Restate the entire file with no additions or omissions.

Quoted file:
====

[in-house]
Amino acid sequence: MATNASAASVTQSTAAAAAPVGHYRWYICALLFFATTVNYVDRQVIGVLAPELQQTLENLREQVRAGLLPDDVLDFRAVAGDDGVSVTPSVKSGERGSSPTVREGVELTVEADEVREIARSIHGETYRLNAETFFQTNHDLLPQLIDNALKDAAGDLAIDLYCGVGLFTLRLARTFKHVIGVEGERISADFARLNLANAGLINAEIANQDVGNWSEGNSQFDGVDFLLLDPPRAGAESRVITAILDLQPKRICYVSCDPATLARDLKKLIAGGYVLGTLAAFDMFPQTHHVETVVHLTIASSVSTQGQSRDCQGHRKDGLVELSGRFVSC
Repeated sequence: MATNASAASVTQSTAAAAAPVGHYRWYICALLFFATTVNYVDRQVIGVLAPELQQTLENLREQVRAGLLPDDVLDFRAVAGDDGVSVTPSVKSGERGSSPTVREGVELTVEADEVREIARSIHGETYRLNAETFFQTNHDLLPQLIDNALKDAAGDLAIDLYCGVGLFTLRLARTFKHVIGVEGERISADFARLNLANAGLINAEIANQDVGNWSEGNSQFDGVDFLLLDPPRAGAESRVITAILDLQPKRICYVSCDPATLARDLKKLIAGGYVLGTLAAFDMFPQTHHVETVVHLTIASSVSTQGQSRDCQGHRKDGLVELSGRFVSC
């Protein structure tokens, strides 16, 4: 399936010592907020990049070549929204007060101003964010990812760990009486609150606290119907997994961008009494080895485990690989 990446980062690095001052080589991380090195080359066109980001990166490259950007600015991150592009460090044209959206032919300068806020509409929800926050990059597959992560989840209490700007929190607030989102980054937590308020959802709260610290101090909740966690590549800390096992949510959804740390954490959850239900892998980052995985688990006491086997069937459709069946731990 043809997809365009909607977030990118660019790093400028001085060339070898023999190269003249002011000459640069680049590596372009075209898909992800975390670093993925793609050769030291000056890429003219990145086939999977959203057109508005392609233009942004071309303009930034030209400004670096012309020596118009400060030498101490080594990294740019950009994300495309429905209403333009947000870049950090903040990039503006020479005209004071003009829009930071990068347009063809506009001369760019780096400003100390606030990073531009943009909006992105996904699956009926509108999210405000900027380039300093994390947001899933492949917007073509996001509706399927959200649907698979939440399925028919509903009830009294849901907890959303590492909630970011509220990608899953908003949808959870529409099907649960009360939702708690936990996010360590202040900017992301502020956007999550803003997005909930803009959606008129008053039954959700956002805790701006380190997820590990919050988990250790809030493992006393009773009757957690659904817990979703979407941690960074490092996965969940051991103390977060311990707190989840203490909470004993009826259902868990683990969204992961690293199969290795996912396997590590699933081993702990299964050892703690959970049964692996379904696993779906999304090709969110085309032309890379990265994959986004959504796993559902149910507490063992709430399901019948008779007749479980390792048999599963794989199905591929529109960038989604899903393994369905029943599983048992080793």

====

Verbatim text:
[in-house]
Amino acid sequence: MATNASAASVTQSTAAAAAPVGHYRWYICALLFFATTVNYVDRQVIGVLAPELQQTLENLREQVRAGLLPDDVLDFRAVAGDDGVSVTPSVKSGERGSSPTVREGVELTVEADEVREIARSIHGETYRLNAETFFQTNHDLLPQLIDNALKDAAGDLAIDLYCGVGLFTLRLARTFKHVIGVEGERISADFARLNLANAGLINAEIANQDVGNWSEGNSQFDGVDFLLLDPPRAGAESRVITAILDLQPKRICYVSCDPATLARDLKKLIAGGYVLGTLAAFDMFPQTHHVETVVHLTIASSVSTQGQSRDCQGHRKDGLVELSGRFVSC
Repeated sequence: MATNASAASVTQSTAAAAAPVGHYRWYICALLFFATTVNYVDRQVIGVLAPELQQTLENLREQVRAGLLPDDVLDFRAVAGDDGVSVTPSVKSGERGSSPTVREGVELTVEADEVREIARSIHGETYRLNAETFFQTNHDLLPQLIDNALKDAAGDLAIDLYCGVGLFTLRLARTFKHVIGVEGERISADFARLNLANAGLINAEIANQDVGNWSEGNSQFDGVDFLLLDPPRAGAESRVITAILDLQPKRICYVSCDPATLARDLKKLIAGGYVLGTLAAFDMFPQTHHVETVVHLTIASSVSTQGQSRDCQGHRKDGLVELSGRFVSC
């Protein structure tokens, strides 16, 4: 399936010592907020990049070549929204007060101003964010990812760990009486609150606290119907997994961008009494080895485990690989 990446980062690095001052080589991380090195080359066109980001990166490259950007600015991150592009460090044209959206032919300068806020509409929800926050990059597959992560989840209490700007929190607030989102980054937590308020959802709260610290101090909740966690590549800390096992949510959804740390954490959850239900892998980052995985688990006491086997069937459709069946731990 043809997809365009909607977030990118660019790093400028001085060339070898023999190269003249002011000459640069680049590596372009075209898909992800975390670093993925793609050769030291000056890429003219990145086939999977959203057109508005392609233009942004071309303009930034030209400004670096012309020596118009400060030498101490080594990294740019950009994300495309429905209403333009947000870049950090903040990039503006020479005209004071003009829009930071990068347009063809506009001369760019780096400003100390606030990073531009943009909006992105996904699956009926509108999210405000900027380039300093994390947001899933492949917007073509996001509706399927959200649907698979939440399925028919509903009830009294849901907890959303590492909630970011509220990608899953908003949808959870529409099907649960009360939702708690936990996010360590202040900017992301502020956007999550803003997005909930803009959606008129008053039954959700956002805790701006380190997820590990919050988990250790809030493992006393009773009757957690659904817990979703979407941690960074490092996965969940051991103390977060311990707190989840203490909470004993009826259902868990683990969204992961690293199969290795996912396997590590699933081993702990299964050892703690959970049964692996379904696993779906999304090709969110085309032309890379990265994959986004959504796993559902149910507490063992709430399901019948008779007749479980390792048999599963794989199905591929529109960038989604899903393994369905029943599983048992080793």